Over 22,000 Feet of Fishing Line Removed from Tampa Bay and Gulf of Mexico

Volunteers found over 4 miles of fishing line and 52 dead birds and other wildlife in their cleanup effort

St. Petersburg, FL – The 23rd Annual Fishing Line Cleanup, organized by Tampa Bay Watch and Audubon Florida and sponsored by Sea World Busch Gardens Conservation Fund and Restore America's Estuaries, was a great success. Fifty-three volunteers cleaned 44 different sites around Tampa Bay and along the Gulf of Mexico shoreline. The volunteers removed an estimated 22,106 feet of fishing line and 225 hooks from bird nesting islands and mangrove shorelines. Unfortunately, 52 birds that had died because they were entangled in line were found during the cleanup. Volunteers were able to rescue two pelicans that were found trapped by fishing line in the mangroves. Tampa Bay Watch and Audubon Florida strive to educate anglers to reduce improper disposal of line and to teach fishermen how to release birds accidentally caught, with a goal to decrease the amount of fishing line and reduce the number of entangled birds each year.

The cleanup took place throughout the week of Saturday, September 24 - Sunday, October 2. Volunteers with boats removed tangled fishing line from mangroves and shorelines of assigned bird nesting islands. Advanced registration on tampabaywatch.org allowed captains and their volunteer crews to remove fishing line from protected bird colonies that otherwise are off-limits to the public. This cleanup, scheduled in the fall when most birds are not nesting, effectively removes fishing line from Tampa Bay and reduces the threat of entanglement for coastal birds and also other marine animals.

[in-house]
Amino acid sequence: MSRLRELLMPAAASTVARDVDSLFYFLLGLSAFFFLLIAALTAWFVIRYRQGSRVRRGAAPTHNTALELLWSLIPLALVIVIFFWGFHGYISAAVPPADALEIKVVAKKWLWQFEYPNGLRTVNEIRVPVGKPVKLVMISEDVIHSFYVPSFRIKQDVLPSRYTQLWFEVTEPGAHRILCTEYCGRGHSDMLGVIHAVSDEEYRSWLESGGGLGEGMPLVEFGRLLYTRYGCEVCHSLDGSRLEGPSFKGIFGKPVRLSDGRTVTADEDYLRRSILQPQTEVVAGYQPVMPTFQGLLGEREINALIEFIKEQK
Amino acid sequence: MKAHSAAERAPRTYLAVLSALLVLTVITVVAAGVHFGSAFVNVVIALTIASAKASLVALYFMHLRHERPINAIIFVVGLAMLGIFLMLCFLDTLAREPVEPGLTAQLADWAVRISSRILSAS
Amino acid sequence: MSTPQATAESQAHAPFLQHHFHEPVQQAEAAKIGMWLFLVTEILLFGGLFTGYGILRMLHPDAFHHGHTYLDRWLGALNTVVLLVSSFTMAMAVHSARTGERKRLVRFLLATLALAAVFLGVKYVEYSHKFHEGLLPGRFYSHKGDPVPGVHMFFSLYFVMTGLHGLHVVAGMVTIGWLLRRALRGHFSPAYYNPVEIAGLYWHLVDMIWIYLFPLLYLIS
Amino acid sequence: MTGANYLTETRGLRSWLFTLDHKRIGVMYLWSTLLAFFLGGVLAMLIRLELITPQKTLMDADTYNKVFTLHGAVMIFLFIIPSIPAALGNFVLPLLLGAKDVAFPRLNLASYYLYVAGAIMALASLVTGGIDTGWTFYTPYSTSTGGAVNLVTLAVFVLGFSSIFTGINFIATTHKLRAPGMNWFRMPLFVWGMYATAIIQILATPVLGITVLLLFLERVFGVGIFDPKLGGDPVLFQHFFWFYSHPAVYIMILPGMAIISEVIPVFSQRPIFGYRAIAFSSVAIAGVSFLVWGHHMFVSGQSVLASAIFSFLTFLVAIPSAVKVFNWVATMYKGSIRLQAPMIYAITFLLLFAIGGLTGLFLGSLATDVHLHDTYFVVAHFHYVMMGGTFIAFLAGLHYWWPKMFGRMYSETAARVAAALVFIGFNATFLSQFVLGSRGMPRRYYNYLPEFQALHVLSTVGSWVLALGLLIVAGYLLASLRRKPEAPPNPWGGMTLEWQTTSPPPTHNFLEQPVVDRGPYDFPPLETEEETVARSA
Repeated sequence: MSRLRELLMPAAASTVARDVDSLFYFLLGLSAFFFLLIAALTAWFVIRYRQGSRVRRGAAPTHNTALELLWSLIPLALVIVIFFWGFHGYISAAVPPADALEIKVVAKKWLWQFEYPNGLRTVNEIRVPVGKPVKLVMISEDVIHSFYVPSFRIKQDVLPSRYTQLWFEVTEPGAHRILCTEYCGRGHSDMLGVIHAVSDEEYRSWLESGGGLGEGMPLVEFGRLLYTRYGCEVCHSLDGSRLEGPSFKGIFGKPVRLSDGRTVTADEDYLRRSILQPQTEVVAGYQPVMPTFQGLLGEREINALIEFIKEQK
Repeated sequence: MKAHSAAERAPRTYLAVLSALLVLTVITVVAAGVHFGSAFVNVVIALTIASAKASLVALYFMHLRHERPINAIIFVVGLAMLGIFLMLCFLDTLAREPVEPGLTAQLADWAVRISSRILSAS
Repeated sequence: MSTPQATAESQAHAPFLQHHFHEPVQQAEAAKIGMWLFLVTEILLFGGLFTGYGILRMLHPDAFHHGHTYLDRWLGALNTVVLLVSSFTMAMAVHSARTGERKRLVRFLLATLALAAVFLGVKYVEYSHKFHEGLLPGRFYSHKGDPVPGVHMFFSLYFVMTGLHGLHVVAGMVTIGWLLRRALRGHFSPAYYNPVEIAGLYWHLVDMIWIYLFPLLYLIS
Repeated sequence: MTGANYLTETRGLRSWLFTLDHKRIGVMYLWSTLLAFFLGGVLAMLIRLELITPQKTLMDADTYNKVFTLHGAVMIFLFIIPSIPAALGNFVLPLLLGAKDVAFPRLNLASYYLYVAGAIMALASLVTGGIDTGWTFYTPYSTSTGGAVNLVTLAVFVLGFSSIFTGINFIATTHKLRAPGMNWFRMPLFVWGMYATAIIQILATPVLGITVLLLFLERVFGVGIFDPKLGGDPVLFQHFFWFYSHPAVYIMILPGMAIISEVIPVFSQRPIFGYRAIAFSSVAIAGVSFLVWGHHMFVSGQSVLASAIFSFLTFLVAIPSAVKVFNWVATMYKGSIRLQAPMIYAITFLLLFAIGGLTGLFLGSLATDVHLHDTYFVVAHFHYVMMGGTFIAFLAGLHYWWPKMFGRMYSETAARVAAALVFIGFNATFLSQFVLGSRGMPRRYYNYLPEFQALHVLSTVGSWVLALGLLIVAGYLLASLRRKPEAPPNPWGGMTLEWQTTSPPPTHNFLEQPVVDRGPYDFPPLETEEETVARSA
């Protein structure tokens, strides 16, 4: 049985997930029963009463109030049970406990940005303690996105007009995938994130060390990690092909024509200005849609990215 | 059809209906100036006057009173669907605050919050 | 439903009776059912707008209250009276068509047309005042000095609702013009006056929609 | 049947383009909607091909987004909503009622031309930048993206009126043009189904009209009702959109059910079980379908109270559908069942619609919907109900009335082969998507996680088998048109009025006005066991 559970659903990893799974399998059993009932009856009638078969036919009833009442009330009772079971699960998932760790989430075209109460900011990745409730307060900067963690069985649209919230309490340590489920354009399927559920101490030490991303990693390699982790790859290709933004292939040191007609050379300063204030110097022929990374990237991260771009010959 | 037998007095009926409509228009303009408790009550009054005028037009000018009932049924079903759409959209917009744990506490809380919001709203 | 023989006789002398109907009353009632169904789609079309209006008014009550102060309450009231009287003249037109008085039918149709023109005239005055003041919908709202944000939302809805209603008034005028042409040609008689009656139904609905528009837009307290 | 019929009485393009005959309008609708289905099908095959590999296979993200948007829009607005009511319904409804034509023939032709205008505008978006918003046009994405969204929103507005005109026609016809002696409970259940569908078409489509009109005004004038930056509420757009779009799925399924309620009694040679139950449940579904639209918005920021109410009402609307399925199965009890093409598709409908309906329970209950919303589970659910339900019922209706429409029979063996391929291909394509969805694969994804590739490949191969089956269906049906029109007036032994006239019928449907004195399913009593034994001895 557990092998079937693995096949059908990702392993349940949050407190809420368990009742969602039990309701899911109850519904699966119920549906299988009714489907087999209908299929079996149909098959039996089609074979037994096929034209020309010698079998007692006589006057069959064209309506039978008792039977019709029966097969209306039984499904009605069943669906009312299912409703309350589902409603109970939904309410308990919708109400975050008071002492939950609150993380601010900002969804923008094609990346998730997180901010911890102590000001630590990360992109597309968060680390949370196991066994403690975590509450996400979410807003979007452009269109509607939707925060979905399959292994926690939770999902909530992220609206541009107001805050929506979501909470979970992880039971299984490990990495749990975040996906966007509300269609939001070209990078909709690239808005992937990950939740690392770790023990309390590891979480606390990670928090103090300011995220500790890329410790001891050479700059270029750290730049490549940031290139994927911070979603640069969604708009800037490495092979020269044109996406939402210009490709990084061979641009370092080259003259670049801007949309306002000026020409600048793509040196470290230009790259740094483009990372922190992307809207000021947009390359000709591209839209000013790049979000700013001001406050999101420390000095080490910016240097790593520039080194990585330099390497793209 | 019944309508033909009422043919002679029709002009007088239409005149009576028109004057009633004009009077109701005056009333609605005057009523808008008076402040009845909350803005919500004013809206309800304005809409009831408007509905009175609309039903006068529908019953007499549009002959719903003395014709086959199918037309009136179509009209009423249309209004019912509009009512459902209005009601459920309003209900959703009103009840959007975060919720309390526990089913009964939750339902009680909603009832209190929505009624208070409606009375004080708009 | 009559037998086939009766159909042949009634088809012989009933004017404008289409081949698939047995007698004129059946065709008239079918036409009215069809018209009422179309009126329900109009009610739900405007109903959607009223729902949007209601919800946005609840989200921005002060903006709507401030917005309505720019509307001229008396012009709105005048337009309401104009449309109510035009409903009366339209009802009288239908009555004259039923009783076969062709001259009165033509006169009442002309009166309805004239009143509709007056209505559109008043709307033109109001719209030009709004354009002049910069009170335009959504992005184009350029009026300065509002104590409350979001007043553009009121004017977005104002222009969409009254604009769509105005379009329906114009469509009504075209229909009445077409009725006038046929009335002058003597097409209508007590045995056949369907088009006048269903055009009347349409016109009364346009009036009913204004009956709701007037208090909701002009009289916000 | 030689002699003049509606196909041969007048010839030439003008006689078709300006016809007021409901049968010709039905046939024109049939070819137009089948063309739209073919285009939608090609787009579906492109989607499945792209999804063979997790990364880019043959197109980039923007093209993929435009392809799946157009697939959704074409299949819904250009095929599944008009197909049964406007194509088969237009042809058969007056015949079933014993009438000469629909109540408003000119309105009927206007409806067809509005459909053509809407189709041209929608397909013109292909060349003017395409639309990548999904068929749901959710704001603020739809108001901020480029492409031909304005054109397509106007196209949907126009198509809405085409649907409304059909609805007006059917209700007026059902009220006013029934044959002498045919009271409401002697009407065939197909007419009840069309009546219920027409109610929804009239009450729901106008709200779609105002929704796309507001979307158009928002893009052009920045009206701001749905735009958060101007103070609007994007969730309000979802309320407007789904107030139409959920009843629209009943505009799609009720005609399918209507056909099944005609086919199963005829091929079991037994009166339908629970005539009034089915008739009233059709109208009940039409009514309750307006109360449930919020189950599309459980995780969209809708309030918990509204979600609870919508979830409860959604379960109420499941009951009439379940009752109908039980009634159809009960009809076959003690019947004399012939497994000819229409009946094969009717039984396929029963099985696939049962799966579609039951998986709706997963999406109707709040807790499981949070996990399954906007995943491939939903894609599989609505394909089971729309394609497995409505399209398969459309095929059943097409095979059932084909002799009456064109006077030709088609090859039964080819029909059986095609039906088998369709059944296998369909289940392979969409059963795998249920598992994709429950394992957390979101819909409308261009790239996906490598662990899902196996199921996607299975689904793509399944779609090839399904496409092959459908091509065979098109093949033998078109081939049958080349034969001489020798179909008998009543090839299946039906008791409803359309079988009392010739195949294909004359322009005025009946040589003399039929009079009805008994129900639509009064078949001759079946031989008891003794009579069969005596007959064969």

Abandoned fishing line is a significant mortality factor in bird colonies. Florida Fish and Wildlife Conservation Commission biologists have identified fishing line as the major cause of mortality for adult Brown Pelicans. "Florida's coastal birds face increasing pressures from habitat loss, human disturbance, and predation; removing fishing line is an easy way to increase their chances of survival," said Audubon Florida Sanctuary Manager Mark Rachal. "Pelicans, egrets, herons and other iconic coastal birds need our help. We thank our captains and crews who participated in the 23rd Annual Fishing Line Cleanup and made a difference for Tampa Bay's wildlife."

"It's great to be able to get the community involved in an event to help prevent wildlife entanglements, while also raising awareness about the importance of responsible fishing practices. This event would not be possible without community volunteers generously donating their time and boats, as well as, our partners' collaboration, resources, and funding," said Melinda Spall, Tampa Bay Watch Environmental Specialist.

Tampa Bay Watch is a nonprofit 501 (c)(3) stewardship program dedicated exclusively to the charitable and scientific purpose of protecting and restoring the marine and wetland environments of the Tampa Bay estuary encompassing over 400 square miles of open water and 2,300 square miles of highly- developed watershed. Tampa Bay Watch involves more than 10,000 youth and adult volunteers each year in hands on habitat restoration projects. For more information, visit www.tampabaywatch.org, or call 727-867-8166.

Audubon Florida and the National Audubon Society are dedicated to protecting birds and other wildlife and the habitats that support them. Audubon's national network of community-based nature centers, sanctuaries, and chapters, scientific and educational programs, and advocacy on behalf of areas sustaining important bird populations engage millions of people of all ages and backgrounds in conservation. For more information, please visit www.audubon.org or fl.audubon.org, or call 813-623-6826.

(Source - The Fishing Wire)


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